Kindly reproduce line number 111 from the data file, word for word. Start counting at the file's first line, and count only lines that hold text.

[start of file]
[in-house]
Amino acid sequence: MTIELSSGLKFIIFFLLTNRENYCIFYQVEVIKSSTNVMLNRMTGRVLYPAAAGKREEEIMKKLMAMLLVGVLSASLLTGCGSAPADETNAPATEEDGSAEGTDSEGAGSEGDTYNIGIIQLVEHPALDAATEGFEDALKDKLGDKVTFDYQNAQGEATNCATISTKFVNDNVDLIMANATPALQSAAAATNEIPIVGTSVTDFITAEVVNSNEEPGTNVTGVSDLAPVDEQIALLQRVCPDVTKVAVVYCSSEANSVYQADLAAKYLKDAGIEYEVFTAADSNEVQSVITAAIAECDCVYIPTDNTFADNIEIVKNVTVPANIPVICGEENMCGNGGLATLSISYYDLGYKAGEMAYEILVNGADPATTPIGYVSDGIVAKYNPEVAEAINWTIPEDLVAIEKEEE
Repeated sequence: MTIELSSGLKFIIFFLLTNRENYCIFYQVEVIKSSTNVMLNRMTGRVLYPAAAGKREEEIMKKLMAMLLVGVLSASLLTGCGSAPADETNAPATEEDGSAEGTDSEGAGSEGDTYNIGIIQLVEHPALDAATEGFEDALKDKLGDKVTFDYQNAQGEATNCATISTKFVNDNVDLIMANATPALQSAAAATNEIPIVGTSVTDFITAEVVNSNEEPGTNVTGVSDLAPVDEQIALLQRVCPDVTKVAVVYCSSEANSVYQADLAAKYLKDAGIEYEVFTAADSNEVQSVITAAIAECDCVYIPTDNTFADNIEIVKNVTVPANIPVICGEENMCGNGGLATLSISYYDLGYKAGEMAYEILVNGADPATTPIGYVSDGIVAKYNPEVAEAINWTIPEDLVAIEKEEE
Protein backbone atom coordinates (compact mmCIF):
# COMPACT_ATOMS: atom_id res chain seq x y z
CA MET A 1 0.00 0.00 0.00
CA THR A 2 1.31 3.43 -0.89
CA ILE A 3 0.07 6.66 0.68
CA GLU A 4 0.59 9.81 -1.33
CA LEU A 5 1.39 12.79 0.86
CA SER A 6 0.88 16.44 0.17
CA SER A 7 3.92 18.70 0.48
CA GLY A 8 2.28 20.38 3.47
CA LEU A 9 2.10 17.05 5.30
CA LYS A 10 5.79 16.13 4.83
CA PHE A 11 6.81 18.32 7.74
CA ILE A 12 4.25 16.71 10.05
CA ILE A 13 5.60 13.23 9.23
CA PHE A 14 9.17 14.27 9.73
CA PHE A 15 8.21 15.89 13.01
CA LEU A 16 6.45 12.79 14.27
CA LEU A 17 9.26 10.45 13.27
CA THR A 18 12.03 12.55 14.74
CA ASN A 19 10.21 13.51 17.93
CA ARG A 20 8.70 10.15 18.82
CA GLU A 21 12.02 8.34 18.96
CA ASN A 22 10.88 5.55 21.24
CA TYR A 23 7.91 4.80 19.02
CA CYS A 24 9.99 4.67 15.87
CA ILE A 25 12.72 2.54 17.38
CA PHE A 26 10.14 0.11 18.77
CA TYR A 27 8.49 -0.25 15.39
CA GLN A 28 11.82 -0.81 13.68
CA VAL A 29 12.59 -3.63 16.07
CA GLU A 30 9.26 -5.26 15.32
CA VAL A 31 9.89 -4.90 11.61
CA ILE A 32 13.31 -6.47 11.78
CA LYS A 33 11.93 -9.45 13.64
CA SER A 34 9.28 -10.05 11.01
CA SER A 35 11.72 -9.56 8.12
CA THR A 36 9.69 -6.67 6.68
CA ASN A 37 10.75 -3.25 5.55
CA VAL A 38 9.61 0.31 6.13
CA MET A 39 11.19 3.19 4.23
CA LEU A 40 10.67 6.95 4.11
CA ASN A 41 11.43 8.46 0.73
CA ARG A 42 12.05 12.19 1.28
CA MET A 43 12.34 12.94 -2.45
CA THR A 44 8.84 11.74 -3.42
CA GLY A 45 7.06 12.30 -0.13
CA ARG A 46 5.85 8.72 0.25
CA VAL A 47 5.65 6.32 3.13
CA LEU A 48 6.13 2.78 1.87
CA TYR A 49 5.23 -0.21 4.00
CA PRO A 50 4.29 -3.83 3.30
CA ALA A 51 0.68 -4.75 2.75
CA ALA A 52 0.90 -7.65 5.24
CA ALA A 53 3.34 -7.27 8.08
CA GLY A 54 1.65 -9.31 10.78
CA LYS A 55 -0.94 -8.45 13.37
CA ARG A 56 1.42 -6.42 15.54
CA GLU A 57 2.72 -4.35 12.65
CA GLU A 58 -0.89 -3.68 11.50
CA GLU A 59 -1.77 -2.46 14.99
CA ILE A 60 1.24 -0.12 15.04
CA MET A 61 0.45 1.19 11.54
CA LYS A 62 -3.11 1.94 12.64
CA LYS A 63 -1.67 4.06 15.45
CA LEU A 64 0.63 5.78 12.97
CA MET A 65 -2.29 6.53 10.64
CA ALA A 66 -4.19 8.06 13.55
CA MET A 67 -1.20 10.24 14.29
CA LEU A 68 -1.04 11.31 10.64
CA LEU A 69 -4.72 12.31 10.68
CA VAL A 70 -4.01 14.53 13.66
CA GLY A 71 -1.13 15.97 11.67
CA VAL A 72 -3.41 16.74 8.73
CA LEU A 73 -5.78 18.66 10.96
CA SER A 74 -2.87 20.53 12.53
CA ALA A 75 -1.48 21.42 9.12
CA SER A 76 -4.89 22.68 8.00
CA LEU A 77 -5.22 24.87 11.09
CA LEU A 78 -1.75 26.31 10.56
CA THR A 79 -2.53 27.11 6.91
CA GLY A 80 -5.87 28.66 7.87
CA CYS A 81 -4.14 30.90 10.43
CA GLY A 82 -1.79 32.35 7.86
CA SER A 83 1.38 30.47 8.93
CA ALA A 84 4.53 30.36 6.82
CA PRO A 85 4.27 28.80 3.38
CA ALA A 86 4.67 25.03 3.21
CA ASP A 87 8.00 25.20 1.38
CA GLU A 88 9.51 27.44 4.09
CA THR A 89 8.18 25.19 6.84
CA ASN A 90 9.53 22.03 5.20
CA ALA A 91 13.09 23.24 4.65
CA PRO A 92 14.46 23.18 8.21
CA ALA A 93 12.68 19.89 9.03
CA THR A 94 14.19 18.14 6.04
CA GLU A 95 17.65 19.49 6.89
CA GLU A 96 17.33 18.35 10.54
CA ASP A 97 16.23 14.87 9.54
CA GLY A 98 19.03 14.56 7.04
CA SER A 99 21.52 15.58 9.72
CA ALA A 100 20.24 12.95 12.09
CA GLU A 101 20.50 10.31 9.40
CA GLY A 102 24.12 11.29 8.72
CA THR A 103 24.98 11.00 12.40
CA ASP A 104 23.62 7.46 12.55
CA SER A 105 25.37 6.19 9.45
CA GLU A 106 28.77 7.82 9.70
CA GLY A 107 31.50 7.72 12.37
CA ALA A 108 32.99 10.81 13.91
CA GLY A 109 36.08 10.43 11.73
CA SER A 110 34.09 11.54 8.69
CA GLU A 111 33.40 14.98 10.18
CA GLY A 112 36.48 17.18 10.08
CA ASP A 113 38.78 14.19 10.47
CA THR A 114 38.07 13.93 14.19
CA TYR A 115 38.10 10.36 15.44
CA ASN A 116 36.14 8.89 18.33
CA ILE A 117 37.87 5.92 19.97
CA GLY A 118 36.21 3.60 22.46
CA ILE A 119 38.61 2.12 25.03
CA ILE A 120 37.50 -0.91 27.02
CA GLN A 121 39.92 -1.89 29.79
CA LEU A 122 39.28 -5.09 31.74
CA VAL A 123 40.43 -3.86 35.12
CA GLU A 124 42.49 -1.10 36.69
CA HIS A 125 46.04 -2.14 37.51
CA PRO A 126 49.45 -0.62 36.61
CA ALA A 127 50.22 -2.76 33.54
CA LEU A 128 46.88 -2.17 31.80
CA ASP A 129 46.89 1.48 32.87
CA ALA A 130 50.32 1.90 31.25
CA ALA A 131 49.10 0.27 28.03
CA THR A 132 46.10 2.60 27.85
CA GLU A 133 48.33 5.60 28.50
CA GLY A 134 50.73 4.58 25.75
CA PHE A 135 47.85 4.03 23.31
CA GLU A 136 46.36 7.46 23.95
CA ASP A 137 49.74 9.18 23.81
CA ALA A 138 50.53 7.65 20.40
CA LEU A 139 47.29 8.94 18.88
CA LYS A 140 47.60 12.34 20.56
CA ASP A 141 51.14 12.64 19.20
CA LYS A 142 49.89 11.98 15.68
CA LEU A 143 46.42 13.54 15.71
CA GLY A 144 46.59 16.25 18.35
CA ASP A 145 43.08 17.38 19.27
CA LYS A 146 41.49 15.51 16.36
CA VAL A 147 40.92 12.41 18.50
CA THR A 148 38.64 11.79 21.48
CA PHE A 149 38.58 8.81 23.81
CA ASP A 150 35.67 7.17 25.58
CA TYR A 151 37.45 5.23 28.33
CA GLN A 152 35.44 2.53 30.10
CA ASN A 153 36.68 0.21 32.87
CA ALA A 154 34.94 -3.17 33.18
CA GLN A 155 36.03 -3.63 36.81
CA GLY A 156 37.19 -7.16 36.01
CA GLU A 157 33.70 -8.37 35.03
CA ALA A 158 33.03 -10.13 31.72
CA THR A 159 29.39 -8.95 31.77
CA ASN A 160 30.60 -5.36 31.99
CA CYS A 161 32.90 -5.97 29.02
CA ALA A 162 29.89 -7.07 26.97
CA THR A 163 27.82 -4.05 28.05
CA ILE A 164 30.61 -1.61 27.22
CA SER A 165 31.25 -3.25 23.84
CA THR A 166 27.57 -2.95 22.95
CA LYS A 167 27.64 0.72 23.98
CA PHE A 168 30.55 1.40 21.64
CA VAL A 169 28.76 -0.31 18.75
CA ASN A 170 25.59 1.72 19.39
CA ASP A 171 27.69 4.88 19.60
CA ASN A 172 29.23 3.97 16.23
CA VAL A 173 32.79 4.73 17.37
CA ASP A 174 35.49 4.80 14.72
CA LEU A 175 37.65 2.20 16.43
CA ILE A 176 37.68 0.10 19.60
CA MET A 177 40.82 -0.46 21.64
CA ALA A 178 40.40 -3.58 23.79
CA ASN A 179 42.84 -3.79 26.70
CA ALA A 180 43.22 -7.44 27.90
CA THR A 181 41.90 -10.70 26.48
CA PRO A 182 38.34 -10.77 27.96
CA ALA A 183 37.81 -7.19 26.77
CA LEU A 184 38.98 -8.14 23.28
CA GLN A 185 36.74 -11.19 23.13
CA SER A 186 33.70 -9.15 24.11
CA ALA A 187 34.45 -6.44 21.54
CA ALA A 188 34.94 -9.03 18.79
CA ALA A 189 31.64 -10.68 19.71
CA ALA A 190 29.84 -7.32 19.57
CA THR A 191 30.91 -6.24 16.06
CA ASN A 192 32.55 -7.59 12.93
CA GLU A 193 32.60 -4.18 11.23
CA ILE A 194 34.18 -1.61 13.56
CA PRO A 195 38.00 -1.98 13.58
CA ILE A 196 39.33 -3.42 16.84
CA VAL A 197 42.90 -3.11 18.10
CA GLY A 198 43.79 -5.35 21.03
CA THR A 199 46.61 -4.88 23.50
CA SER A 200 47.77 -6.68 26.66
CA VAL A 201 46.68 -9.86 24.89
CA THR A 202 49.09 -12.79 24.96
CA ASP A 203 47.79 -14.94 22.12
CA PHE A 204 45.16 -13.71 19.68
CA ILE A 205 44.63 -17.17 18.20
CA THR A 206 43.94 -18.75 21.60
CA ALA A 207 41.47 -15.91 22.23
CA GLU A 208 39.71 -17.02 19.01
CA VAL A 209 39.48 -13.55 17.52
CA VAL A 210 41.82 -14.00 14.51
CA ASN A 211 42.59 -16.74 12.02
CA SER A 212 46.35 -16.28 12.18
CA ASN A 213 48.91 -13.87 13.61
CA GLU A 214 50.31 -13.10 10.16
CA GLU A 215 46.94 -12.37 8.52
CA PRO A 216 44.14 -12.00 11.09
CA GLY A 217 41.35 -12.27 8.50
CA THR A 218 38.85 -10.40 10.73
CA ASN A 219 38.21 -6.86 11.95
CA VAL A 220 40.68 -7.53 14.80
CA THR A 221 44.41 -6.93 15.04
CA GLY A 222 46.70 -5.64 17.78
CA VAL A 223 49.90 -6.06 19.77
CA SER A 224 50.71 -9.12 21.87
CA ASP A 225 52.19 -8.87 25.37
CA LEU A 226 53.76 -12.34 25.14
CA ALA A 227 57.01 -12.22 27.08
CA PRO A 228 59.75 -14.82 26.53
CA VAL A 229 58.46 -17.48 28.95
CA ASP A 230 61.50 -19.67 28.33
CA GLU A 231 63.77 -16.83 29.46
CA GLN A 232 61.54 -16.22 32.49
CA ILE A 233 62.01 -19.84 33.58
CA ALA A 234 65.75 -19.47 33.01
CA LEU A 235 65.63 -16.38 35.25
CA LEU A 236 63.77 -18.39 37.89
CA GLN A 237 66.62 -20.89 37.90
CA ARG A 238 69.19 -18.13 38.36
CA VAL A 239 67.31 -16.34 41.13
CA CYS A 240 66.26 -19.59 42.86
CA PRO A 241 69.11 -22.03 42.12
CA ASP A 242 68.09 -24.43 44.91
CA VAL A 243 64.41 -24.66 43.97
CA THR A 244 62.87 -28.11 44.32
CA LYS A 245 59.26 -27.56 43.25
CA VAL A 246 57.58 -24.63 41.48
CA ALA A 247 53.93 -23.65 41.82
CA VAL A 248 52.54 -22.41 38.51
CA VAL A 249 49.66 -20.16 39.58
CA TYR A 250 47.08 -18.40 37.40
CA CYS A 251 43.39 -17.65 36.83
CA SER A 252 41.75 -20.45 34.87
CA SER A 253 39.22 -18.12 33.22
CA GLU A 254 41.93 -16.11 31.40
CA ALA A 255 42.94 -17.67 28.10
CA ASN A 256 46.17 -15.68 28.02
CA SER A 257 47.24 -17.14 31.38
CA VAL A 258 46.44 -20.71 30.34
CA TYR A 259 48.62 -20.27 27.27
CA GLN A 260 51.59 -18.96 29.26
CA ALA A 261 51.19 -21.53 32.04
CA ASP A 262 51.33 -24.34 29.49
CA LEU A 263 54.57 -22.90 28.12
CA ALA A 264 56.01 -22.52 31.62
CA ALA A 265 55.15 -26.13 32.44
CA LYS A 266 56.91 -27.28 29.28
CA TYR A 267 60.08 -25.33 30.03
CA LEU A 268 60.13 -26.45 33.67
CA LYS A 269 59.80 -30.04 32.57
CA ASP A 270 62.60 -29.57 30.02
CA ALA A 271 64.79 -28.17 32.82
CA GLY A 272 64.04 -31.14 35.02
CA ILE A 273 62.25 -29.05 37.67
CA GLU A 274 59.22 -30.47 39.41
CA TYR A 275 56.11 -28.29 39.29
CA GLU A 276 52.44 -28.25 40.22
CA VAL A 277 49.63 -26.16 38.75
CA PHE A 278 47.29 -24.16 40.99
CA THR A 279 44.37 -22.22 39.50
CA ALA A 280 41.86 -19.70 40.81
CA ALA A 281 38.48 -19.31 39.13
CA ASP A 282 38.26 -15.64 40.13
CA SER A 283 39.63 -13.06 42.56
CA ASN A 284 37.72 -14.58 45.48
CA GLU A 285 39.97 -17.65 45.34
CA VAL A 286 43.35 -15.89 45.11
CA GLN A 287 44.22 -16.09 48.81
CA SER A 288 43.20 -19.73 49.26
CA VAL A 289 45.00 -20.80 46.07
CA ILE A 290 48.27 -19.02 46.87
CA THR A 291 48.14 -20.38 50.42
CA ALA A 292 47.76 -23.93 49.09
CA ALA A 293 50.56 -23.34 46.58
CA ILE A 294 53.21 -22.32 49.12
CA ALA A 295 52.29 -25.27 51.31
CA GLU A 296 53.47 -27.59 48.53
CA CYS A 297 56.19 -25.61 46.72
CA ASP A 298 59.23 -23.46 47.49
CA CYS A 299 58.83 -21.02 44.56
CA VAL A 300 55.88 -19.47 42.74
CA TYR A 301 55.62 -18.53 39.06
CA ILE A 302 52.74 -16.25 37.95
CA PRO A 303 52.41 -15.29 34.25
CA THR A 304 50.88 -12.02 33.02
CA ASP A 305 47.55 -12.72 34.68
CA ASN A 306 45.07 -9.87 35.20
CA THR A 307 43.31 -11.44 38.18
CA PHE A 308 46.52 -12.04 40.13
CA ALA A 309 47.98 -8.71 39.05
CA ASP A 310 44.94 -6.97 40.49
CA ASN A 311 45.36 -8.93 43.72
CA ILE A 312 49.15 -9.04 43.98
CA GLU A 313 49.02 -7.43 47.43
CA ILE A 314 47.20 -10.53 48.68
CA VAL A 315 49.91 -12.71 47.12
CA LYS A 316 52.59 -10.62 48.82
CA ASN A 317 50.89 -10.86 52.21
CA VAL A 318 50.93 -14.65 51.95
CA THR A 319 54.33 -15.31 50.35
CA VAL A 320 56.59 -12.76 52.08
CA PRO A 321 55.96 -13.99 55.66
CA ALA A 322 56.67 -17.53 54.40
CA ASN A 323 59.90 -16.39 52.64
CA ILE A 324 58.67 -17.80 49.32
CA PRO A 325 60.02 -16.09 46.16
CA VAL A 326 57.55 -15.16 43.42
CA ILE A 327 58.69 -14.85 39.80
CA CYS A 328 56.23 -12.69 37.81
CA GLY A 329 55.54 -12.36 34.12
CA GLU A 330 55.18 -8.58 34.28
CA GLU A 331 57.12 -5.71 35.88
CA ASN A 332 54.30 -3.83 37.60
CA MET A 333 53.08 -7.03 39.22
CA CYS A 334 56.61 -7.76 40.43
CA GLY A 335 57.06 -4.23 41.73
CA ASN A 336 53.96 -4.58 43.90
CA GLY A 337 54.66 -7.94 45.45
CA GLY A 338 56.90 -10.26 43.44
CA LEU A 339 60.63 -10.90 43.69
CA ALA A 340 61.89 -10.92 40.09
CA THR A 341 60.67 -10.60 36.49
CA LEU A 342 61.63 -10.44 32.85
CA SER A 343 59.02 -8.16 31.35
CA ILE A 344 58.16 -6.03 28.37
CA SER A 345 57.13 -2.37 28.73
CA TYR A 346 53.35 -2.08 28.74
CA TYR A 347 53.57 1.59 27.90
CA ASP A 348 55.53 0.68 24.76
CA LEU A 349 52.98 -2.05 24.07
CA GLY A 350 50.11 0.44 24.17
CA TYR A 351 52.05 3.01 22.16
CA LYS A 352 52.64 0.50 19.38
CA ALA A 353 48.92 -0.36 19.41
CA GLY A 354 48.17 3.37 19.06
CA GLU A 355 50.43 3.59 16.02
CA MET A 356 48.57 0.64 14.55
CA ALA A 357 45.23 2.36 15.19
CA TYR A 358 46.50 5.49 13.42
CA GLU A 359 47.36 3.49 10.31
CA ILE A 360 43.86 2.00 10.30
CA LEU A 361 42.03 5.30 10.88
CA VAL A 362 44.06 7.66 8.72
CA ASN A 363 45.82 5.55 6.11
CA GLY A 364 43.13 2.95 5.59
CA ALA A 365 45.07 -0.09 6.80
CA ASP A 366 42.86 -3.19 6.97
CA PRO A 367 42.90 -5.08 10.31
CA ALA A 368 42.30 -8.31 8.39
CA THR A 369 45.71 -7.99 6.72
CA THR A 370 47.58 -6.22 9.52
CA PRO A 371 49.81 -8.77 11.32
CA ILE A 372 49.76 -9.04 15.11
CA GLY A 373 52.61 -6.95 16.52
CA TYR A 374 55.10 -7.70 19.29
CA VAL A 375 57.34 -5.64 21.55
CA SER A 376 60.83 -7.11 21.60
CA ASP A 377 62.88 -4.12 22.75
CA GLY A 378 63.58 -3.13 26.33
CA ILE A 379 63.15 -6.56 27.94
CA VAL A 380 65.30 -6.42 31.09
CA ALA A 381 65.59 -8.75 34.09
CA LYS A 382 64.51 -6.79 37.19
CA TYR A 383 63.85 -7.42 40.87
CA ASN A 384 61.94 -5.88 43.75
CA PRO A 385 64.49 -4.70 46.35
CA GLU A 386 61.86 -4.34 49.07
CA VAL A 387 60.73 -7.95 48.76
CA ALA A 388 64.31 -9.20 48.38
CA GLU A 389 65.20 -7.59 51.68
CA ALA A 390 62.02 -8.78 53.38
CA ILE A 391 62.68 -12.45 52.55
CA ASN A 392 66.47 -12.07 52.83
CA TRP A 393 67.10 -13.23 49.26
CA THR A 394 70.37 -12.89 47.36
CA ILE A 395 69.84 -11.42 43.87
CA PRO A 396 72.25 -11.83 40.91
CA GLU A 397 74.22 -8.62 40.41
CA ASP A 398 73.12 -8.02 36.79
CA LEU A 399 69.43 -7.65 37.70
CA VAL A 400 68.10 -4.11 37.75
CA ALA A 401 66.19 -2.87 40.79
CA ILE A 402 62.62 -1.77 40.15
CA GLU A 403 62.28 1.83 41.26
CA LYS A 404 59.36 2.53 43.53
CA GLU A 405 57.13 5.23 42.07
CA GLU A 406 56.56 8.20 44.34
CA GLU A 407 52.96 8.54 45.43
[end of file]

CA GLU A 106 28.77 7.82 9.70